Professor Danielle Yakle continues to provide Truman’s campus with art entertainment. On September 5th, posters started to appear that advertised a pop up “Blow Up” art exhibition. Fortunately the morning of September 7th dawned bright and clear and not too windy, and the Advanced Fibers/Sculpture classes trekked their plastic sculptures and air blowers out to the Quad and got ready to stop passersby in their tracks.
The assignment was to create a sculpture that was a very large version of a small stuffed animal. And as the elephant, floppy dog, unicorn, crab. and other creatures suddenly appeared, people certainly paid attention. The new art contrasted well with the art that seems more “normal” for a university campus.
Stay tuned for the next of the Professor Yakle’s public art projects. And keep an eye on the Quad, and around campus generally. You never know what you might see!
There is an exciting new opportunity for artists at Truman. The Pickler Memorial Library Gallery is now accepting submissions for solo or group art shows for the fall of 2017. The student body will be able to decide the winners through voting at 15 For Art, the Truman Jazz Festival, a basketball game, and the Big Event. If you would like to show your art, please fill out the application by February 10 at 5:00 p.m.
From Spring 2016: Emeritus Professor Jim Jereb’s prints in the Pickler Memorial Library Gallery.
Tuesday, January 16th, marks our first day back from the holidays.
To celebrate your return, you can now go octopus hunting on the quad! When you walk around campus on your way between classes be sure to check out the latest installation from Danielle Yakle’s Introduction to the Visual Arts class.
Students in Danielle Yakle’s Fall 2016 Intro to the Visual Arts class with their installation outside the library.
All photos courtesy of Atticus Bailey.
In the spring semester, Danielle Yakle’s Sculpture, Fibers, and 3D classes joined forces to produce a set of sea creatures that hung in the library.
For about a month in late February and early March, jellyfish, whales, rays, and sharks prowled the atrium space. Thank you to the Art students who worked together to change the ambience of Pickler Memorial Library and the library authorities who were so welcoming to this public art project.
One of several acorns on Truman’s campus. These were a project in Danielle Yakle’s Introduction to Visual Arts class, Fall 2015. Photo courtesy of Tim Barcus.
Danielle Yakle’s Introduction to the Visual Arts class ended the fall semester by installing public art across campus. This public art was the culmination of a project they had been preparing throughout the semester. She writes:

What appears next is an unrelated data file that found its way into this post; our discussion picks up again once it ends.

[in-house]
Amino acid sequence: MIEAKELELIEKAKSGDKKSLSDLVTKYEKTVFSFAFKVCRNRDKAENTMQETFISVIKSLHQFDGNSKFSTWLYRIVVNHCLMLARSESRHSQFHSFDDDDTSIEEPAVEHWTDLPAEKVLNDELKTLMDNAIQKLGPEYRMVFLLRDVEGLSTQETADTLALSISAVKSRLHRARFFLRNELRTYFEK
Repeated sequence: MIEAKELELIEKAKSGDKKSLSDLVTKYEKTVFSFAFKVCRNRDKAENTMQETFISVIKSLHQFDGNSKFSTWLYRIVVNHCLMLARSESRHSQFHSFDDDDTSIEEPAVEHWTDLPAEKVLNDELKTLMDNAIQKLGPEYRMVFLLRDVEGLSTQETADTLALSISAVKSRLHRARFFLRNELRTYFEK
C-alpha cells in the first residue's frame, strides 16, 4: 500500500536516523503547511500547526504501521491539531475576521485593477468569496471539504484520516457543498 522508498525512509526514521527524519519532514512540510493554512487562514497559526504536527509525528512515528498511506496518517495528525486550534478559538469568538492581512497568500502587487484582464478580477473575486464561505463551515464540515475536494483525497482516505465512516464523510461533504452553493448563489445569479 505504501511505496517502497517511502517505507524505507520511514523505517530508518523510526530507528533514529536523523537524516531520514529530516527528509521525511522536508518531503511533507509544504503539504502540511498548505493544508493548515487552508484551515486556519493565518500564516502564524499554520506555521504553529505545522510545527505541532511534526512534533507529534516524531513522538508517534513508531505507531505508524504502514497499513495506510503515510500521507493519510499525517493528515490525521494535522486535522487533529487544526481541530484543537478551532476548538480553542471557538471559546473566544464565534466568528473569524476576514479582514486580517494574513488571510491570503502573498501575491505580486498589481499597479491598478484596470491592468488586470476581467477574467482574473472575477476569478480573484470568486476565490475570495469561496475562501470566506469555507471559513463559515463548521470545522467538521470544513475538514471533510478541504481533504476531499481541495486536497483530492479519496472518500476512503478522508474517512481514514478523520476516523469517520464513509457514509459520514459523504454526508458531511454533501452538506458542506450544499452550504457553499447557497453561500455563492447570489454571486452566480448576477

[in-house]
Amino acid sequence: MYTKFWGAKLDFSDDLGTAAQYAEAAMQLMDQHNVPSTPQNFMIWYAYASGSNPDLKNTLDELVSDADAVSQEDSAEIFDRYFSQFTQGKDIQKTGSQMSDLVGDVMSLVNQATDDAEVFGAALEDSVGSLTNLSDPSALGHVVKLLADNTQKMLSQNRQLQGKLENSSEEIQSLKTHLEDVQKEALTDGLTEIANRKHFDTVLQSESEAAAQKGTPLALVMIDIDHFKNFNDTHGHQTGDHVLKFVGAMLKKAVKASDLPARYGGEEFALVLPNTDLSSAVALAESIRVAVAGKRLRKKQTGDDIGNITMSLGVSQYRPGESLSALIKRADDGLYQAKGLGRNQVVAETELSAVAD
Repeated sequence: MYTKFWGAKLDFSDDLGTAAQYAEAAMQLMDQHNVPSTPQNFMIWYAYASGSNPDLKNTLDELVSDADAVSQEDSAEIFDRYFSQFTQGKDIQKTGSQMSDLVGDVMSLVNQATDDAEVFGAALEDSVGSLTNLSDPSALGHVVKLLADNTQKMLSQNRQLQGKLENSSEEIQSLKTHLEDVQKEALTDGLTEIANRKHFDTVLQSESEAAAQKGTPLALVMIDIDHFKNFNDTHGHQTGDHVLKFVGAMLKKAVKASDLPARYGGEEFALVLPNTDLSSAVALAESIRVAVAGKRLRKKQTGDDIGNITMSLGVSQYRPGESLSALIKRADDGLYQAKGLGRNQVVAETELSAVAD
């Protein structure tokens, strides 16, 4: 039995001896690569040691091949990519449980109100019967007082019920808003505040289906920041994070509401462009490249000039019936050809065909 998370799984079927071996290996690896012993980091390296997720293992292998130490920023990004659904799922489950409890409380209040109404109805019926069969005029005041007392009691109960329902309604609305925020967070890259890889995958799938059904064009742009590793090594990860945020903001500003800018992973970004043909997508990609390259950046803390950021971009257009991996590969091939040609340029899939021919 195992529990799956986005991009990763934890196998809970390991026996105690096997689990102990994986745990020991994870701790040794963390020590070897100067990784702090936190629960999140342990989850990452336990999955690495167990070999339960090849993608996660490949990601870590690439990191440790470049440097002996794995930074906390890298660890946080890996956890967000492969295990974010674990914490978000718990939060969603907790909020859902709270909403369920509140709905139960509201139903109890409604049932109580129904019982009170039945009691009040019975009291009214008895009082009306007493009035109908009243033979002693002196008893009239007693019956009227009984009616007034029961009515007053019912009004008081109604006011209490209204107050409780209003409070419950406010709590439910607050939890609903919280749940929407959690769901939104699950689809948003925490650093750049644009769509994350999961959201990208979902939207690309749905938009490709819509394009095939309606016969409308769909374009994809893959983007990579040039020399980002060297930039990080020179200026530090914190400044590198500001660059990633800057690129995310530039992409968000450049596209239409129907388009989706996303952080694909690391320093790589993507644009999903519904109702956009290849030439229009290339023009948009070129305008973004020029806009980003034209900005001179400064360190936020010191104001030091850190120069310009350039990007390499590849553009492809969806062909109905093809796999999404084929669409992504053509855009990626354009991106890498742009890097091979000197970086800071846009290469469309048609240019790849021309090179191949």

After studying some public sculpture the students proposed ideas for a piece they could construct and install in Kirksville. The winning idea was a series of acorn sculptures that would be spread throughout campus. The students chose the form of an acorn both as a sign of the fall season and to celebrate the student body’s fascination with our local squirrel population. The project is intended to be lighthearted and to inspire a scavenger hunt-like response. We spread the sculptures throughout the campus, encouraging viewers to explore areas beyond their usual commutes and enjoy finding the pieces unexpectedly as they go about their day.
An acorn sculpture in progress, showing the armature and fill before the concrete was added. Even with the lightweight center the sculptures required several people to move each of them.
Each acorn sculpture is between two and three feet tall and attached to a small plinth. They are constructed with a welded steel frame covered in concrete and embellished with glass mosaic and paint. Each of the eight acorns has a specific theme and color scheme designed by its student group. While the acorns’ hollow interior helps reduce the weight of each piece, we still estimate that the sculptures weigh between 200 and 250 pounds.
Take a look around campus and see how many of them you can find.
Acorns waiting to get their final touches before being placed around campus.
This acorn greets students as they walk from up the path to Violette Hall. Photo courtesy of Tim Barcus.